Group of 18 tribes spent $11 million to get 1.4 million signatures for the proposed amendment on the ballot.
This article was written by Evan Symon and originally published by the California Globe.com.
A proposed constitutional amendment that would allow sport betting at tribal casinos and horse-racing track, as well as craps and roulette at tribal casinos, garnered enough signatures on Thursday to get on the 2022 ballot.
The office of the Secretary of State confirmed that 1.4 million signatures, all collected by Native American tribes who wrote the amendment, had been verified.
According to the proposed amendment, sports betting would only be allowed to be made in person at tribal casinos and at California-licensed racetracks. All betting would be limited to those 21 and up and to professional, non-California collegiate, or amateur sporting events. Any college game in which a California team plays would not be open to betting, as well as to all high school events.
A 10% tax on all gross sports betting revenues would automatically go to state mental health programs, public safety, education, and regulatory expenditures. All sports betting at tribal casinos would see an additional cut to pay for regulatory costs and other programs, with the exact amount to be negotiated on between the California tribes and the Governor should the new proposition pass.
Additional casino games would also be legalized for tribal casinos should the new amendment pass, including roulette and craps.
Tribal casinos have been attempting to expand into sports betting since 2008, with a more concerted effort launched in 2018 following the U.S. Supreme Court’s passage of Murphy v. National Collegiate Athletic Association, a landmark case that ended the federal ban on sports betting. Ever since the Murphy decision, 26 states have passed legalized sports betting initiatives. Californian lawmakers have repeatedly authored legalization only for the efforts to fizzle out. Last years’ most prominent attempt, SCA 6, failed to reach a Senate vote despite being initially passed in several Senate Committees.
Native American tribes have been the primary supporters of the proposed constitutional amendment, noting that California is a large market for sports betting that is being served by neighboring states and that legalization can bring in millions of tax revenue. They also noted that the amendment would also create safeguards and age limits early to ease in the new forms of betting.
“This is an important step toward giving Californians the opportunity to participate in sports wagering while also establishing safeguards and protections against underage gambling,” explained tribal chairman of the Pechanga Band of Luiseno Indians Mark Macarro on Thursday.
Nationwide, the expansion of sports betting has brought in an estimated of $54 billion in bets, resulting in $3.2 billion of revenue for casinos and other betting locations such as racetracks. $534 million in taxes and revenue sharing has also been generated for state and local governments. Pennsylvania and New Jersey, both of whom had passed sports betting laws in the last 3 years, reported $134 million and $132 million in taxes and fees being collected respectively.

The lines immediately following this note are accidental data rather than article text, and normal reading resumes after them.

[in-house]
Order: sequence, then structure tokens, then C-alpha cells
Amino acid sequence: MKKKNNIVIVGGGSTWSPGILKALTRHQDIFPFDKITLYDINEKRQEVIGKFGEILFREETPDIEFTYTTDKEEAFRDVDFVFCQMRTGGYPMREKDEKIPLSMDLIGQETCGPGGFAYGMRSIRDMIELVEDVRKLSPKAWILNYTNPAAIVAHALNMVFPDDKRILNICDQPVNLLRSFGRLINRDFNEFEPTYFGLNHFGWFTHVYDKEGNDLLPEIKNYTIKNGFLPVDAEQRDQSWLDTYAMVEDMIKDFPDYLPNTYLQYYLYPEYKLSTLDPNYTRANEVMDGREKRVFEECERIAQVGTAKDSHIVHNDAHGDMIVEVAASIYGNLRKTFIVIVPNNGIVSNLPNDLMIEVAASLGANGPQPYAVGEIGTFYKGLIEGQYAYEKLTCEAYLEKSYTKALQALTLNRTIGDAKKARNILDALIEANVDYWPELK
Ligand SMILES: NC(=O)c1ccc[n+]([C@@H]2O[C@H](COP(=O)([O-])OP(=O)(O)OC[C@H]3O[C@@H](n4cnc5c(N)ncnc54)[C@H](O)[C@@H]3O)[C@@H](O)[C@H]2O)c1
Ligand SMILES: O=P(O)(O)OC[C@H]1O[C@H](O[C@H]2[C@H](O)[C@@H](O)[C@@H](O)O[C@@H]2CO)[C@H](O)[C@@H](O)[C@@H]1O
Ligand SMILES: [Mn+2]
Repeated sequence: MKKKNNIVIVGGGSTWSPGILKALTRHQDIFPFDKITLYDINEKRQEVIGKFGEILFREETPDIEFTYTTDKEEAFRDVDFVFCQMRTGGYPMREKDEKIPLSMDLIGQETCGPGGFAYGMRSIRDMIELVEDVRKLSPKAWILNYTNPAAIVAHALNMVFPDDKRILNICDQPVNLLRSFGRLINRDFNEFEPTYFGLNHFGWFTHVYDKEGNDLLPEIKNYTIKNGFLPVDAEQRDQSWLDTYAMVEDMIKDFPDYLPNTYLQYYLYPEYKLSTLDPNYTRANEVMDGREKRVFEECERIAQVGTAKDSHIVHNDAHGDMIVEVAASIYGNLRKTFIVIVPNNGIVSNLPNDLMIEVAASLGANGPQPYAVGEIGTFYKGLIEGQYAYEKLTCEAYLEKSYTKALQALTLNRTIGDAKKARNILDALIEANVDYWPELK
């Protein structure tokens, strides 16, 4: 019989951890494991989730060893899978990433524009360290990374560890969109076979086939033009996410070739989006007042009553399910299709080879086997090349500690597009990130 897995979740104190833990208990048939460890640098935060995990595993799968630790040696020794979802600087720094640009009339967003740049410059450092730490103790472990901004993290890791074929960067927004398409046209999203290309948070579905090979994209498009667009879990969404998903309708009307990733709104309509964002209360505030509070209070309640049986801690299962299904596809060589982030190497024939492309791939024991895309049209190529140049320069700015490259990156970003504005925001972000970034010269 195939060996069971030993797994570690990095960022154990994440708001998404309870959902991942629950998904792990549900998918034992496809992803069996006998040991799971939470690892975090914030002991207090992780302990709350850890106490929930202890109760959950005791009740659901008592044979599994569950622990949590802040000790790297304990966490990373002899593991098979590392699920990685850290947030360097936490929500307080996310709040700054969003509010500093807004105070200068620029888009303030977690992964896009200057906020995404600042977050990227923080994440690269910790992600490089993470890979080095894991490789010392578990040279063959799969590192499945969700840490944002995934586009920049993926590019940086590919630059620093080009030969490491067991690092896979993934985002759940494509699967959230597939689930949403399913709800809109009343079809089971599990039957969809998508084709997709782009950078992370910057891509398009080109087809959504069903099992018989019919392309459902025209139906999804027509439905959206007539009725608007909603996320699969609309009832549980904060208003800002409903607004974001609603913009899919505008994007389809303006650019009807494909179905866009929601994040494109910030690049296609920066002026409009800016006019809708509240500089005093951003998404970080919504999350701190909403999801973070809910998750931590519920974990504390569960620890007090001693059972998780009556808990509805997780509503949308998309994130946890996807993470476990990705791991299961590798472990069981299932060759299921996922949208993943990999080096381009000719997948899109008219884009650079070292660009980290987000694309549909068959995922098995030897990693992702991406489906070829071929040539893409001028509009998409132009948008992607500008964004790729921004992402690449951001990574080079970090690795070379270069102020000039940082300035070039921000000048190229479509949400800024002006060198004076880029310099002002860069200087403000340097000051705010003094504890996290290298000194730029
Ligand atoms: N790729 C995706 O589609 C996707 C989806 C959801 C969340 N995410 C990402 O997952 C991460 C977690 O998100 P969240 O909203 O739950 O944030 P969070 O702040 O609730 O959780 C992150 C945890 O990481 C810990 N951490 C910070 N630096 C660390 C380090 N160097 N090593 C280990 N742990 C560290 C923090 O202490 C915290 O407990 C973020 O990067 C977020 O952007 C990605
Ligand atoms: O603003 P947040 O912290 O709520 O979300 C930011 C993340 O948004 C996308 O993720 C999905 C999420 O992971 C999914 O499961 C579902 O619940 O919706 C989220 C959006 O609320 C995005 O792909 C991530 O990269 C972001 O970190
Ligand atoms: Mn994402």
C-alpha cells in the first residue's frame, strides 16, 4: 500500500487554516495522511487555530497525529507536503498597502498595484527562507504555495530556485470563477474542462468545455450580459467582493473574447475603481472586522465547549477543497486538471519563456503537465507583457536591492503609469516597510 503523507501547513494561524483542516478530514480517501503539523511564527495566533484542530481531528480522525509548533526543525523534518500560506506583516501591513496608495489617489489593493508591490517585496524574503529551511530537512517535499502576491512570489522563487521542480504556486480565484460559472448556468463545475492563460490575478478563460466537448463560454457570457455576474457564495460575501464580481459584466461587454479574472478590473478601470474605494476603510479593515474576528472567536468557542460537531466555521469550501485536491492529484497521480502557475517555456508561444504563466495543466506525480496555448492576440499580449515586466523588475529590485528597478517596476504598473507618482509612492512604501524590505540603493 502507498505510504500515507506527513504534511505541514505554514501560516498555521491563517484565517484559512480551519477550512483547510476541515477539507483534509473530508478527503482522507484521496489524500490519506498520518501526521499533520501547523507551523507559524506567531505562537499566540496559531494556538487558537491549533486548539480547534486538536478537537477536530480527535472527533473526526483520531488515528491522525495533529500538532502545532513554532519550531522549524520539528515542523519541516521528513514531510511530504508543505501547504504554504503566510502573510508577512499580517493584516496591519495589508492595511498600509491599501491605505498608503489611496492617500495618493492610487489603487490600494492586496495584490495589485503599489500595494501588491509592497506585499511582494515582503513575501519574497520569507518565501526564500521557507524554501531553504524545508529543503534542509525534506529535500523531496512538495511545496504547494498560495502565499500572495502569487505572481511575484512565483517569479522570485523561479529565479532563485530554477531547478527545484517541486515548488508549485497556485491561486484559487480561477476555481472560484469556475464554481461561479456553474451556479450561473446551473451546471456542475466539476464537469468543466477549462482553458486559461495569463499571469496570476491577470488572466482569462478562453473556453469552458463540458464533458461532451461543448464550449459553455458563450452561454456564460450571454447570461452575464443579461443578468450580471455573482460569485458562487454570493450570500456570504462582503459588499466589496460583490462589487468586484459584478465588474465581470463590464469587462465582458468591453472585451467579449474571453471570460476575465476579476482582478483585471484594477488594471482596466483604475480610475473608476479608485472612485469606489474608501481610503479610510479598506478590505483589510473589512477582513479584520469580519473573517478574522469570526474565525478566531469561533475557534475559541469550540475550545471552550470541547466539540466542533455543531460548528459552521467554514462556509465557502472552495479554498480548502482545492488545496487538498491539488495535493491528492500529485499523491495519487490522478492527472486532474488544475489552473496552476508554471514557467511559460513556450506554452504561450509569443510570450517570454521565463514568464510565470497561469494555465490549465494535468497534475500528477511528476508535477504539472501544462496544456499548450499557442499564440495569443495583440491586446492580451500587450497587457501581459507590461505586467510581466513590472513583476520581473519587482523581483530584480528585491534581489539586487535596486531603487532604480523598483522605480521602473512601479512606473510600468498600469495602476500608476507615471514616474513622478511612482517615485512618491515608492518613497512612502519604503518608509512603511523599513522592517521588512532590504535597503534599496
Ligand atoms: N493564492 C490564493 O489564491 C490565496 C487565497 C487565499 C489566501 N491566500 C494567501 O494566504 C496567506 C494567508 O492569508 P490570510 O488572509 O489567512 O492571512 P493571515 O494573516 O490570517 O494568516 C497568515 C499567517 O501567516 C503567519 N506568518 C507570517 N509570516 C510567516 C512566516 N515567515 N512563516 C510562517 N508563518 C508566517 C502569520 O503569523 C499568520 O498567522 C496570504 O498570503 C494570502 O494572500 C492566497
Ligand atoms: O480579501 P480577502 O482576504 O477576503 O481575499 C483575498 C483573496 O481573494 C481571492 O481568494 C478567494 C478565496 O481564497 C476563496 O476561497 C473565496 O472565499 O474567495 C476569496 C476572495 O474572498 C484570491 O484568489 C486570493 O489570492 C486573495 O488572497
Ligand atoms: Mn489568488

In California, the total could reach the tens of millions according to an analysis by the state Legislative Analyst’s Office (LAO).
“The magnitude of the increase in state revenues is uncertain, but could reach the tens of millions of dollars annually,” noted the LAO.
An effort to legalize sports betting in California
However, the California Gaming Association, as well as numerous card clubs who were not included in the amendment, have vowed to fight hard against the upcoming proposition. They argue that the tribal casinos are just using the amendment to further grow their tax-free gaming control on California.
“This initiative does nothing to advance sports wagering, and instead expands the tribal casinos’ tax-free monopoly on gaming and rewards those operators for prioritizing their own wealth over public health and safety,” said Kyle Kirkland, president of the California Gaming Association, on Thursday.
Both sides have raised and spent substantial funds over the amendment so far, with much more expected to be thrown into the effort both for and against the amendment in the lead up to the 2022 election.
Those opposing the amendment, known as “No on the Gambling Power Grab”, have raised over $1 million in the last year. The 18 tribes in favor of the amendments passage, known as the “Coalition to Authorize Regulated Sports Wagering” is expected to also bring in a large amount of money, with the group already spending $11 million just to raise the required number of signatures in the last year alone.
“California is the largest state that hasn’t approved sports betting,” Ryan Quick, a legal advisor in Nevada who tracks sports betting expansions into other states, explained to the Globe. “So naturally the Native American tribes want it. A lot of Californians go out to Reno or Las Vegas to make these bets, and they stand to make tens of millions by keeping them within the state. Whenever there is a gaming, casino, or lottery law or bill or whatever up, you know the primary factor is money. Always. It’s not for the good of the people or for education or for any other civic function or charity or something like that. It’s purely about getting more money under the guise that some of it will go to good causes.”
The as-of-yet unnumbered proposition will be on the November 2022 ballot in California.